album review

Album Review: Monsterworks - Man: Intrinsic [EP]

One of the supposed glories about the old days of being a music fan was taking a trip to the local music store, rifling through piles of albums until you found the one you wanted, and then coming home with your new acquisition and letting yourself be encapsulated by the physical experience. Holding an album in your hands is different than clicking a download button, seeing the stacks of records on a shelf isn't the same as looking at a playlist, nor is nostalgia a replacement for the fact that reality has changed.

Album Review: Geoff Tate - Kings & Thieves

Geoff Tate's second solo album arrives at a time that long seemed impossible. The erstwhile leader of Queensrÿche, his voice was more than synonymous with the band's legacy. To think of Queensrÿche without Tate was absurd, because no band could survive losing not only its public face, but also the member most responsible for shaping the trajectory of their career. To lose Tate, it would be assumed, would be to commit career suicide. And yet, as we have seen countless times before, life doesn't follow along with what common sense would dictate.

Album Review: Zak Bagans - "Necrofusion"

Just in time for Halloween, erstwhile supernatural speculator and host of “Ghost Adventures” Zak Bagans is dipping his toe into the musical pool. He’s teamed up with Lords of Acid progenitor and creative force Praga Khan to produce an album intended to spook, scare and…dance?

Album Review: Destinity - Resolve In Crimson

The history of heavy metal has seen bands rise from all corners of the earth, but when the numbers are crunched, the majority of bands who have achieved a degree of notoriety come from a select few regions. It all started in England, then spread to America, Germany, and the countries of Scandinavia. Between them, they have amassed the most numerous and most influential metal bands we have ever seen. There are countries outside of those cornerstones that have made an impact on metal, but each time a band comes from somewhere else, it's almost viewed as an accident.

Album Review: My Dying Bride - A Map Of All Our Failures

There's always a drip of anticipation when putting on a record from a legendary band, even when you have no personal history with them. My Dying Bride had never entered my radar, so even though I knew of their legacy in establishing doom as we know it, my take on the album is with fresh ears. Anytime I put on an album by a band with such a pedigree, there's an understanding in the subconscious of my mind that what I'm hearing is not yet another average record.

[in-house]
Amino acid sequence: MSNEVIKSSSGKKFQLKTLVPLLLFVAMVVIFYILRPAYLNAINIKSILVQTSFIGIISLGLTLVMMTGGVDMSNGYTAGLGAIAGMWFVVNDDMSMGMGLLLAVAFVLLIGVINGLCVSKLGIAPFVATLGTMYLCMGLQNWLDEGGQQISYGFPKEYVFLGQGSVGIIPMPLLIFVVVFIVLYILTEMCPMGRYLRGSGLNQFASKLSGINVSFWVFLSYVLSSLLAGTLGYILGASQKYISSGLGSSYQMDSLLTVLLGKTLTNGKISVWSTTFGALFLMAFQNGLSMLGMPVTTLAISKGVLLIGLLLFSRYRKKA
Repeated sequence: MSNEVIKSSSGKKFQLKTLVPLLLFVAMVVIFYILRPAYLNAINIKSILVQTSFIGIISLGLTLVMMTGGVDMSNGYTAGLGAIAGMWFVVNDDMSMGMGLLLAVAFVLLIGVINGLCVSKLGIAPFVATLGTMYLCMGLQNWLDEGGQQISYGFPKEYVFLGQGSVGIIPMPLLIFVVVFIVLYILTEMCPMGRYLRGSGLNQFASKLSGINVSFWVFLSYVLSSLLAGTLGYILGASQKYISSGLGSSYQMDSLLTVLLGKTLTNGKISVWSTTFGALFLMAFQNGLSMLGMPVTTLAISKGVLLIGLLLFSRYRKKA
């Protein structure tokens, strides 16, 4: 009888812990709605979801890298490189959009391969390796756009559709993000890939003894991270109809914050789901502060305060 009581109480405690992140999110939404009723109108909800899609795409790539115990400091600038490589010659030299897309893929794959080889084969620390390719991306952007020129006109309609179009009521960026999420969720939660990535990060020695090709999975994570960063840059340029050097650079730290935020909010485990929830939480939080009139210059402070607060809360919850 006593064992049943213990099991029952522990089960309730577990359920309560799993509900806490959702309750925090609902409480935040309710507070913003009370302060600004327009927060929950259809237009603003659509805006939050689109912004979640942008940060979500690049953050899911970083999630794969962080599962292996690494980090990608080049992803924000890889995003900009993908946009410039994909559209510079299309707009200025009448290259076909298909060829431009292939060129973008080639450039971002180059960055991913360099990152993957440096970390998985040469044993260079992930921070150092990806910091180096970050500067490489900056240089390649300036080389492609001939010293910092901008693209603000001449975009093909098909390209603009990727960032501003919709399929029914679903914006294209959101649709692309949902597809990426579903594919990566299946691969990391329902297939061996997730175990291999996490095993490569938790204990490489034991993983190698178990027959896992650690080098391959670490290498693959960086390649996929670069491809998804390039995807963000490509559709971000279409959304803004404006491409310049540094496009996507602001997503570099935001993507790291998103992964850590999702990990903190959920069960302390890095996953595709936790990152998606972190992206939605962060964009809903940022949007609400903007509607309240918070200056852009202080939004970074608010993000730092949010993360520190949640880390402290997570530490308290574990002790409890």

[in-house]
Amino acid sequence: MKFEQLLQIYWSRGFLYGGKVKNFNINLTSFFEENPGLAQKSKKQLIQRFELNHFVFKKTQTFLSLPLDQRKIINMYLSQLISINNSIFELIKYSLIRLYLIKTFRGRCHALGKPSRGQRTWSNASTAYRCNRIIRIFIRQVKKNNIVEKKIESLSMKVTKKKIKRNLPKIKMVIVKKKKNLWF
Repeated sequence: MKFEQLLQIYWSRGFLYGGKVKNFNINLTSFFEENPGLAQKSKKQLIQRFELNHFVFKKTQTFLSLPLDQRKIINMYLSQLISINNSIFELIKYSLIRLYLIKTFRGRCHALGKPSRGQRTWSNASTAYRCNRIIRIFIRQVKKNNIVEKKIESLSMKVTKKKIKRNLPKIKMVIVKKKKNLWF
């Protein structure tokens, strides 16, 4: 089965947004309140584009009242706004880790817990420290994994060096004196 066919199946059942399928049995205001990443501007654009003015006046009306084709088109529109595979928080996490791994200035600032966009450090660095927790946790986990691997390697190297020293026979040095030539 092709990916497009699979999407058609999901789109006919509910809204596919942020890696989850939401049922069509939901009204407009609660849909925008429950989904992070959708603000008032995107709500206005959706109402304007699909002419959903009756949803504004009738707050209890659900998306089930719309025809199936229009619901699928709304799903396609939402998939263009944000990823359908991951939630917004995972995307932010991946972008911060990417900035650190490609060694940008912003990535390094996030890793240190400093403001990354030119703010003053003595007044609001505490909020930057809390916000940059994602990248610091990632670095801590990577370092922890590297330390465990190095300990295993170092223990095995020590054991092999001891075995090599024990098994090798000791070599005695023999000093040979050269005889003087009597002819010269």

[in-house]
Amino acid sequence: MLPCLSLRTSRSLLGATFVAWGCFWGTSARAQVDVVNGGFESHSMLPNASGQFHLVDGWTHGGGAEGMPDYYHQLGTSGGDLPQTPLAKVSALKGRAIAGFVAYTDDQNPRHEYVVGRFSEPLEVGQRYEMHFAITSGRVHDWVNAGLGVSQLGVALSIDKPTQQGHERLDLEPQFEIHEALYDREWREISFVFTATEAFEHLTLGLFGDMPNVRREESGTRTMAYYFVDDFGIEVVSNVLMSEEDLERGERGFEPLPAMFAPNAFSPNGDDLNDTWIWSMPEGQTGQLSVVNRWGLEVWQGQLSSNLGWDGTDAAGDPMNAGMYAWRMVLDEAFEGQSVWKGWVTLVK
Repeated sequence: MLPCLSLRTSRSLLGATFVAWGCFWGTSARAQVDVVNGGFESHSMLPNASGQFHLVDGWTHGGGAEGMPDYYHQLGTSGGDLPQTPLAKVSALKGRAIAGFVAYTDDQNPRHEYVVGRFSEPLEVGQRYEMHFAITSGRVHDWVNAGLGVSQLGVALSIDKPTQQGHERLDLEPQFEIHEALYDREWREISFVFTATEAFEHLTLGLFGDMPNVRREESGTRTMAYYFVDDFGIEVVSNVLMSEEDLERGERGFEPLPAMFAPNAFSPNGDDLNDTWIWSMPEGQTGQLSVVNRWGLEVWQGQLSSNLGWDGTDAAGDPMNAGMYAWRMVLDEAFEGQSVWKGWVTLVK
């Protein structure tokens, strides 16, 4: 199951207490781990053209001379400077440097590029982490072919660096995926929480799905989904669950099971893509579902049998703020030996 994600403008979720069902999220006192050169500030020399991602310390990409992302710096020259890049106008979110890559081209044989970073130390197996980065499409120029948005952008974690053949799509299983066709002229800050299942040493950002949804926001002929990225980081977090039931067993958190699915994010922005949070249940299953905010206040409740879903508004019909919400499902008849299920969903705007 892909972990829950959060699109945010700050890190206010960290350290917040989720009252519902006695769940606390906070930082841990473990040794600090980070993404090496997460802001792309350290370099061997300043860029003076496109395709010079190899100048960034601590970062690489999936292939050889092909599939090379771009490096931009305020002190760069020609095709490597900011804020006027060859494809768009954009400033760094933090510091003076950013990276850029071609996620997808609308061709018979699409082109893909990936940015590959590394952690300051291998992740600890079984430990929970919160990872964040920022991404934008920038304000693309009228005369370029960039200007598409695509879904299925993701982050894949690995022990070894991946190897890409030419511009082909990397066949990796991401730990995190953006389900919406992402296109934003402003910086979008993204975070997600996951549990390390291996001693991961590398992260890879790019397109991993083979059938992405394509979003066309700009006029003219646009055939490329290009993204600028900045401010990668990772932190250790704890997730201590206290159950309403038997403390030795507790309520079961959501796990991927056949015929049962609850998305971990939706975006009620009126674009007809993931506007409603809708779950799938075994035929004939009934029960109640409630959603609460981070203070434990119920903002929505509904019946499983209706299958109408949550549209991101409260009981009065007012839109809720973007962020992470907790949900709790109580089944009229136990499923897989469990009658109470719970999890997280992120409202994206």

Album Review: Seven Kingdoms - The Fire Is Mine

For all the talk of rebellion and freedom that metal music purports to stand for, the reality of the situation is that just like every other aspect of the world, metal music is buried as deeply in clichés as anything else. We don't like to admit it, and we try out best to point out the infinitesimal differences that allow us, in our minds, to think every band is offering something unique to the scene. But the reality is that clichés exist for a reason. There is always some truth that leads us in that direction, whether we want to admit it or not.

Album Review: Vulture Kult - "Don't Let Rock n' Roll Ruin Your Life"

Okay, here’s a brief, inside look at the life of a music reviewer (dare I call myself a music journalist?) You get inundated with music. Positively deluged. So much so that you realize early on you won’t be able to get to it all, even if you have a staff of twenty writers. So, one of the skills you need to develop early on is the ability to discern what projects are worth the time you’re going to spend on them.

Album Review: The 69 Eyes - "X"

In the past twenty-five years, the word ‘goth’ has been assimilated and metamorphosed. In the lexicon of pop culture, the word has come to define things dour and dark; a catch-all for the whims, behaviors and fashions of the misunderstood.

Album Review: Between The Buried And Me - The Parallax II: Future Sequence

I first heard the name Between The Buried And Me around the time “Alaska” was released. A nascent metal fan delving deeper into the waters, I read as many reviews about as many albums as I could. The words that were written about “Alaska” were rhapsodic, a level of reverent praise that demanded I pay attention to the masterpiece the band had unleashed. And so, like anyone intent on experiencing the best music out there, I listened intently. Perhaps the timing was off, or I had yet to develop an appreciation for outside-the-box thinking, but “Alaska” left me feeling cold and empty.

Album Review: Meldrum - "Lifer"

Meldrum is the brainchild of guitar player Michelle Meldrum, who was the driving force behind what was intended to be a female-fronted band that would take the world by storm. That was until Michelle passed away suddenly in May of 2008, the result of a growth that restricted blood flow to her brain. What had been an up and coming, promising train was suddenly derailed, with no one really knowing is anyone would ever hear the name Meldrum again.

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